I really enjoyed "This," but it wasn't an episode of THE X-FILES as generally defined. Which is to say -- the average episode of THE X-FILES has Mulder and Scully being passive investigators in a world beyond human understanding or control. "This" shows Mulder and Scully as action heroes pursuing the conspiracy to stop it rather than investigating to uncover it and they're much more combat-proficient than ever. It's at odds with the majority of other episodes.
One in-universe possibility: the onscreen events of "This" could be a simulation.
The simulated Langley tells Mulder and Scully that he exists in a world of perfection in which all his wants and desires are met, but the artificiality has become maddening for him while Erica Price declares that few if any of the digital personalities ever discover their artificial existence.
When Mulder and Scully are in the bar and narrowing down their investigation, the lighting around them darkens and dims to show them alone in shadow; neither of them react or seem to notice and it creates the sense that the world around them is a computer generated construct that's experiencing a service interruption.
There are also a number of errors throughout the episode that are clearly deliberate: Mulder refers to the National Security Agency as the NSI. Byers' headstone has a mis-spelled middle name, an error that writer/director Glen Morgan (the co-creator of the Lone Gunmen) would not make.
There is no explanation for how Langly created a cemetery based puzzle for a grave he didn't know he'd be buried in. At one point, Mulder is pretending to be handcuffed but raises his unbound hands in full view of a guard; it goes unnoticed.
The existence of a backup, unremarked upon until the final scene, is inexplicably never raised before then.
Then there's Mulder and Scully's close relationship in "This." In "My Struggle II," Mulder didn't bother to call Scully or answer her when heading off to confront the Smoking Man. Previous episodes had shown him saddened by their breakup and withholding his feelings about William from her.
But "This" shows Mulder and Scully falling asleep on the sofa together and Scully refers to Mulder's house as "our home." And then there's Mulder and Scully as seemingly invincible action stars.
Noticeably -- the conceit that the digital personalities only go online when the real person has died doesn't make sense. There is no reason why the simulation and the real-world person could not co-exist.
However, it's possible that the actual meaning is: the simulation only permits one instance of the digital personality at any given time to avoid conflicts and redundant processes, and the backups of the personalities are only activated if the current iteration is erased or otherwise ceases to function. Furthermore, the simulations may exist in sandboxed situations in multiple planes of digital reality.
Is any of "This" actually happening? Or is it a digital dreamworld in which the simulated Mulder and Scully were given an existence in which their fondest desire -- a romantic relationship with endless cases to investigate together and forever -- was granted with reality bending at the seams in order to give them what they want? The fact that William is missing and the Lone Gunmen are still dead in their perfect world indicates that their greatest wish is to be with each other without anyone else in the way -- which is selfish but human.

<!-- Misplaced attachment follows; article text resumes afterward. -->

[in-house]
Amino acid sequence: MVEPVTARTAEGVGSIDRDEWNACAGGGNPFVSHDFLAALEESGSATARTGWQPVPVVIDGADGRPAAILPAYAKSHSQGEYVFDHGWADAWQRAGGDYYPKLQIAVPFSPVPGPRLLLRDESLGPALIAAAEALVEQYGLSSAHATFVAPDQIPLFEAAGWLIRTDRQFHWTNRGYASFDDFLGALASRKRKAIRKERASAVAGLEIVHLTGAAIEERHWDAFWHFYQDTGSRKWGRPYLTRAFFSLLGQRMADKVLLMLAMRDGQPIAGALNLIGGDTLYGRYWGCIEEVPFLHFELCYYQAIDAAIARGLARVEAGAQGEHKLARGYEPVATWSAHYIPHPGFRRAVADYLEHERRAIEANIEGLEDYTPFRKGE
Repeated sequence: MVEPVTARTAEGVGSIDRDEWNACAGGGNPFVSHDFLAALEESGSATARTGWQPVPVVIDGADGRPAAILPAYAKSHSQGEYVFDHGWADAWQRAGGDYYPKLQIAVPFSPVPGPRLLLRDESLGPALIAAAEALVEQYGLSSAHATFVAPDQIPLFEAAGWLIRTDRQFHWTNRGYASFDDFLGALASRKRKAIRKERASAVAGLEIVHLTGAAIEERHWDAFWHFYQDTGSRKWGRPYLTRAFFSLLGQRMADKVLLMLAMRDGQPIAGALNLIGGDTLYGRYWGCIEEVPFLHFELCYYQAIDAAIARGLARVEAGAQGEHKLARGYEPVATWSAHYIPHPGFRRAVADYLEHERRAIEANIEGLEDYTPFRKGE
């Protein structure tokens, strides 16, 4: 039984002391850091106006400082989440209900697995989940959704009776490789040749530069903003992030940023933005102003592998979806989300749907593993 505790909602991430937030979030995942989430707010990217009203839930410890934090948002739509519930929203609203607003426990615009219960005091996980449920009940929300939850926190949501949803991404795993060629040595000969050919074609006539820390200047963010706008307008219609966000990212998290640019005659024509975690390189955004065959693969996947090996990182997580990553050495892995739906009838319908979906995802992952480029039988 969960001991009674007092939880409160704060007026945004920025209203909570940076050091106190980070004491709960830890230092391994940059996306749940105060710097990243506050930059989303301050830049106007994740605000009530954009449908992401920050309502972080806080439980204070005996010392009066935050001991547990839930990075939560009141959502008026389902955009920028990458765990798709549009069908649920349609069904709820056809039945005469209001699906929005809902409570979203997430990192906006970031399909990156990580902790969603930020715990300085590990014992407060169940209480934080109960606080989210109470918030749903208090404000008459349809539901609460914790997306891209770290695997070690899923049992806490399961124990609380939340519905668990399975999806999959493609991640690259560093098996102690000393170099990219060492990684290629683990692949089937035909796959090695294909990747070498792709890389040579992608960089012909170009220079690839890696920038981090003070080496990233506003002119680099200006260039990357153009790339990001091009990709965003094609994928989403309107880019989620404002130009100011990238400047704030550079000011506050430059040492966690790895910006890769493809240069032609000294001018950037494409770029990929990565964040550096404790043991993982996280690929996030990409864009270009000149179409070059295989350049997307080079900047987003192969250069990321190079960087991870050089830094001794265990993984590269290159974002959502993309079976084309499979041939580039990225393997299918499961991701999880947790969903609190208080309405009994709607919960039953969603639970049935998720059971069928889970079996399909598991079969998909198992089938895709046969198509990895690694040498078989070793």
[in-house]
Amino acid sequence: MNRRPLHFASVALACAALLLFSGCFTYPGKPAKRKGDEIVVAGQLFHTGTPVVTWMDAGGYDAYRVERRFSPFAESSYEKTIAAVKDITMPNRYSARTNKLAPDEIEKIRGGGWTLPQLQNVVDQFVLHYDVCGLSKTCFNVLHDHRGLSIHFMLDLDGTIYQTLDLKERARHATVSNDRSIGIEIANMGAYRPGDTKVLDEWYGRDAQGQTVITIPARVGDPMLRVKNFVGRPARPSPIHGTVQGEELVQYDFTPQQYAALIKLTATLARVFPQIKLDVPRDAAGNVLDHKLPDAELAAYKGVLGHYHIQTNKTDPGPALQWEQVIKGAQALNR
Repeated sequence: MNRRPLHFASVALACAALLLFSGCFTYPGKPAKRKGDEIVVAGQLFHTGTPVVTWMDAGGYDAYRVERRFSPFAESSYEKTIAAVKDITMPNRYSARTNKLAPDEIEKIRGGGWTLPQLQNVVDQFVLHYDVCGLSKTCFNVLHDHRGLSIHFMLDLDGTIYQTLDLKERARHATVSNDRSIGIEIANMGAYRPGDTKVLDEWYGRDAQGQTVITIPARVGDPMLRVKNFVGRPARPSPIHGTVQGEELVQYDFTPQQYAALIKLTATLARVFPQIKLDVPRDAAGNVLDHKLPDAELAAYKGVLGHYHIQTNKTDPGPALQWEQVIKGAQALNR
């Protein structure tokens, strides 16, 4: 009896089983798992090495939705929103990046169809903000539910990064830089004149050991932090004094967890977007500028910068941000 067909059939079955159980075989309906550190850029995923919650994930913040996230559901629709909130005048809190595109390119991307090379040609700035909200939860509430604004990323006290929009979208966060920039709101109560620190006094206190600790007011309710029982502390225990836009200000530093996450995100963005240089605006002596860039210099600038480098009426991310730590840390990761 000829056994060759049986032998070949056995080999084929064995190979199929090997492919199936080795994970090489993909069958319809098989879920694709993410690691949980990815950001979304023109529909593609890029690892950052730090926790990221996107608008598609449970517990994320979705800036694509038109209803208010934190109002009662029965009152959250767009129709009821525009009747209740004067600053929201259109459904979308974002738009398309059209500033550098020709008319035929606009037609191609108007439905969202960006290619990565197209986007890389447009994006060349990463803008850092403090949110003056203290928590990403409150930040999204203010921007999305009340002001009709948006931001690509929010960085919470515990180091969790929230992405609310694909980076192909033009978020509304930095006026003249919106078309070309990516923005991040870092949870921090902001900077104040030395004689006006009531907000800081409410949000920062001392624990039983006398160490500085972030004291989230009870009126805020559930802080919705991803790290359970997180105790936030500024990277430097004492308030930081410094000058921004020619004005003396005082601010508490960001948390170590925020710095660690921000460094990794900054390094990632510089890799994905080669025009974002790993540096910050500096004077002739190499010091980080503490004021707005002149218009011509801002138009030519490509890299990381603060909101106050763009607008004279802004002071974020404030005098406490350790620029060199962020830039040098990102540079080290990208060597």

Moving on. "This" is an episode where Mulder and Scully are targeted by a technological phenomenon and act as action heroes in a sci-fi adventure as they go on the run from the authorities, storm the citadel of the conspiracy using subterfuge, weapons, deception and total confidence in their ability to topple any physical threat. It's strange because in the first nine seasons and two films, Mulder and Scully were hardly ever in combat situations and when they were, their attitude was generally to flee in terror from bees and choppers and tanks and gunmen.
They were regularly overpowered, beaten up, shot, pummelled, knocked out and tied up. "This" has Mulder and Scully sliding across floors, punching out assassins, shooting down enemies and Mulder, whose defining attribute in Seasons 1 - 7 was to regularly drop his gun, is suddenly a capable marksman whose uncharacteristic profiency in "My Struggle II" with defeating a thug has become the new normal.
Admittedly, there is a huge time gap between Seasons 9 and I WANT TO BELIEVE during which Mulder and Scully were fugitives and conceivably spent a lot of time retraining themselves for their lives on the run. But the structure of "This" is most unlike THE X-FILES: Mulder and Scully are the focus and the protagonists, and their abilities are well above what's been previously established.
And yet, this is actually very much in tune with how THE X-FILES worked in Seasons 1 - 9. It was a different era of TV where viewers were unlikely and unable to watch every single episode. Chris Carter, as a showrunner, rarely rewrote scripts the way modern lead producers do. Instead, his attitude was to invite each individual writer to produce their scripts from writing to airing and he encouraged each individual writer to present their unique, personal vision of THE X-FILES.
For example, Chris Carter generally writes Mulder as a stalwart hero with a meaningful purpose and mission, but Darin Morgan ("Were Monster") writes Mulder as dysfunctional and fundamentally hopeless in his goals. Chris Carter wrote aliens as unknowable, inhuman monsters of horror and madness; James Wong wrote aliens as figures of unimaginable wonder and beauty.
Vince Gilligan wrote monsters as troubled representations of the dark side of humanity which could be confronted and defeated; Chris Carter wrote monsters as beyond human understanding or control. And Chris Carter writes Mulder and Scully as passive investigators, but Glen Morgan writes them as involved action heroes. So, "This" being nothing like the other episodes of THE X-FILES is actually being quite true to THE X-FILES.